The world of fashion has changed a lot; He actually did it when Ezzedine was still alive. “Today, designers are art directors. Covering every aspect of the brand in 360 degrees. It is the model created by Karl Lagerfeld, one of Azzedine’s most famous enemies! That is, now the designers They think more about brand identity than they cut and sew dresses themselves. I don’t see an equivalent in the big names in the industry today,” says the director, who compares Alaïa’s way of working with Balenciaga’s. In fact, “Izz al-Din had a huge collection of 20,000 items from his ancestors in the art of making dresses, From Poiret to Balenciaga, from Madame Grès to Michael Jackson’s glove”. This aspect, i.e. liking and collecting, would be Plot A The upcoming Nicklaus documentarywhich underscores the “great respect” he felt for him “Maestro” from Guitaria: “After buying his clothes, he unpacked them to try to understand their architecture.”
“Designers now think more about brand identity than cut and sew dresses themselves. I don’t see anything equivalent in the big names in the industry today.”
Other greats, like Dior, have stood by Alaïawhose last name, by the way, was of Spanish origin, in Alaya. As the documentary shows, The young man, who had just arrived in Paris in 1956, worked for a week in his workshopuntil “They kicked him out because of the events in Algeria and because he didn’t have the papers.”. “Divine justice” came decades later. In 2011, Al Maison contacted him after he fired its then creative director, John Gallianoto pronounce Anti-Semitic insults of a couple in a bar in Paris. “It was already late, at that time Ezz El-Din had his own company, which was doing very well, and above all, He was free to go at his own pace“, says Niklaus, who believes that” this way Don’t bow to the system Today is a thing It is very much associated with the younger generation“.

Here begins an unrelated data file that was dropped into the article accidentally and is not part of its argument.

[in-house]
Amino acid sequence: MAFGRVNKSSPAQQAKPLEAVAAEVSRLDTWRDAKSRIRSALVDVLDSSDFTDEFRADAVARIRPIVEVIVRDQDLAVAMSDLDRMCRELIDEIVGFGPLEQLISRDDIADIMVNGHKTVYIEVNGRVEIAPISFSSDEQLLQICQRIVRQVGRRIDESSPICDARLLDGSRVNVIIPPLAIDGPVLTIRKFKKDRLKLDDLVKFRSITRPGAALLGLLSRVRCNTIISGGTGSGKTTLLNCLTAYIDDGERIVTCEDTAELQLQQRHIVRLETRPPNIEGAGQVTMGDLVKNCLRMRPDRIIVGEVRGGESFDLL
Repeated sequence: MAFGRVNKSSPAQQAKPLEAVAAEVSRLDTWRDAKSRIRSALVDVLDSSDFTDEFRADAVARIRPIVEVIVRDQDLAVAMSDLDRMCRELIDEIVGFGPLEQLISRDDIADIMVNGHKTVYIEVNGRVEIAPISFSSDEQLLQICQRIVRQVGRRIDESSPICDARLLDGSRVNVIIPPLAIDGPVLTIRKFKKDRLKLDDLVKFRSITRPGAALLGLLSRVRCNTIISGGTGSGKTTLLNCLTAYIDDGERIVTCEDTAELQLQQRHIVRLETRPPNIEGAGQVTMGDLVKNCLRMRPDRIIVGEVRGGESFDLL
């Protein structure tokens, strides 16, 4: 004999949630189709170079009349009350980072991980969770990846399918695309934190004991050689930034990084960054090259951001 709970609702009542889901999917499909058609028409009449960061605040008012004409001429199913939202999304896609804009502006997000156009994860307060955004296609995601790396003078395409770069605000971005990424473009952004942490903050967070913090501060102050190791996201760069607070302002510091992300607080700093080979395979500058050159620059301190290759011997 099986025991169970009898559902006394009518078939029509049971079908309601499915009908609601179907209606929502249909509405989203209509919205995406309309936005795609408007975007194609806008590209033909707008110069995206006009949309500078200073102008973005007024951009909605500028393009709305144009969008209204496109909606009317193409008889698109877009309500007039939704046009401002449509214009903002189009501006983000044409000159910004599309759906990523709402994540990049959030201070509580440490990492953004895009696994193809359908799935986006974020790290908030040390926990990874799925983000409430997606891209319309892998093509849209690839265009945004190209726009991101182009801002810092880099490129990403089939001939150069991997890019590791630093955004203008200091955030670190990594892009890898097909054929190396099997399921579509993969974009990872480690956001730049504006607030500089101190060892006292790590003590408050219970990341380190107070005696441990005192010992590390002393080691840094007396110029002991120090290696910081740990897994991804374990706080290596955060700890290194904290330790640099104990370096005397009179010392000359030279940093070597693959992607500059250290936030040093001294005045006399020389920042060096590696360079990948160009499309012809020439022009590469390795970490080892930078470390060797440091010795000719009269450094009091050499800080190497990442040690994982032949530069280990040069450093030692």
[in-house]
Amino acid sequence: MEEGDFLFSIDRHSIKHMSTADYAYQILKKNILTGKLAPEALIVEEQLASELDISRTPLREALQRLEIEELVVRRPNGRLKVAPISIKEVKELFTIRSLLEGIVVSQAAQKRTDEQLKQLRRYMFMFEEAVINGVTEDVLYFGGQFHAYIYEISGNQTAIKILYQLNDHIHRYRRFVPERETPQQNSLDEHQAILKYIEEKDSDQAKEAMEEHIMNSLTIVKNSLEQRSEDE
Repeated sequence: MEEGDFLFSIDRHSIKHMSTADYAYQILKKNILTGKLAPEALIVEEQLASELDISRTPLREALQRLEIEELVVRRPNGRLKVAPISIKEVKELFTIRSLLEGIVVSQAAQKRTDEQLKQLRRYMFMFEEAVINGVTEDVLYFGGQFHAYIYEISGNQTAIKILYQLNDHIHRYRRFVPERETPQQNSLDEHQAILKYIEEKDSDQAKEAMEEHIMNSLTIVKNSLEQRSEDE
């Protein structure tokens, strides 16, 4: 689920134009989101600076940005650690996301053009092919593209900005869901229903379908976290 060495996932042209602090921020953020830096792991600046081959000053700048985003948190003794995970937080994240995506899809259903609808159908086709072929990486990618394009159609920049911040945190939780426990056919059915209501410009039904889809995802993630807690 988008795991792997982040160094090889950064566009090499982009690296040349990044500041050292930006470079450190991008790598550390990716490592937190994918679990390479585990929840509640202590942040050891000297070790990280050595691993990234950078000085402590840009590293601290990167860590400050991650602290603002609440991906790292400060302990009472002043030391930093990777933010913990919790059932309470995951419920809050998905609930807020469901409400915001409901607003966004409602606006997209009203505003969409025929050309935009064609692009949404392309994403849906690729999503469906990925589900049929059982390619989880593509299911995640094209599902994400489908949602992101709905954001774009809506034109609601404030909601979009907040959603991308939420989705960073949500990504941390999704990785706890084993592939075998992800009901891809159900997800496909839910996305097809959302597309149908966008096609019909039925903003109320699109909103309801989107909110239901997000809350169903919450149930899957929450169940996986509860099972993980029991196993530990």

“sculptor” of the female body
Another of his greatest accomplishments was that He knew how to lift the female body, Unique indicates. Maybe because he grew up with his mother, twin sister, and aunts, maybe because He studied sculpture in fine arts, “He knew how to understand a woman’s soul better than anyone else, and he saw virtues where we only saw flaws,” says the model. I’ve done it with The first clients, from the high society of the capital of the SeineAnd And he later did it with a whole bunch of “top models.”, which he is credited with not only creating it as a concept but also having come to welcome it into his home. from Elle MacPherson, Linda Evangelista or Cindy Crawford, and even Naomi Campbell.
“I had great respect for Balenciaga; after buying a collection of his dresses, I would take them apart in an effort to understand their architecture.”
The latter, says Niklaus, “arrived in Paris at the age of fifteen to model for Azzedine. But he lost his suitcases and papers on the trip. He called his mother to assure her that he would take care of Naomi. For this reason, ever since, we called him “dad”. When she was out partying at night, he always made sure she got back to sleep early enough to perform the next day’s show.”
Models like Naomi were sleeping at Azzedine’s house instead of going to an anonymous hotel. I gave them that kind of A family ambiance which they could not find in other fashion houses. He gave them clothes [vestidos de cuero, cazadoras con cremalleras, leggis y faldas ajustadas…] Which made it so beautiful and powerful! The funny thing is that with all that cordiality, he paid them much less than, say, Versace, one of the greats famous for using “top models” in his shows,” the filmmaker highlights with a laugh.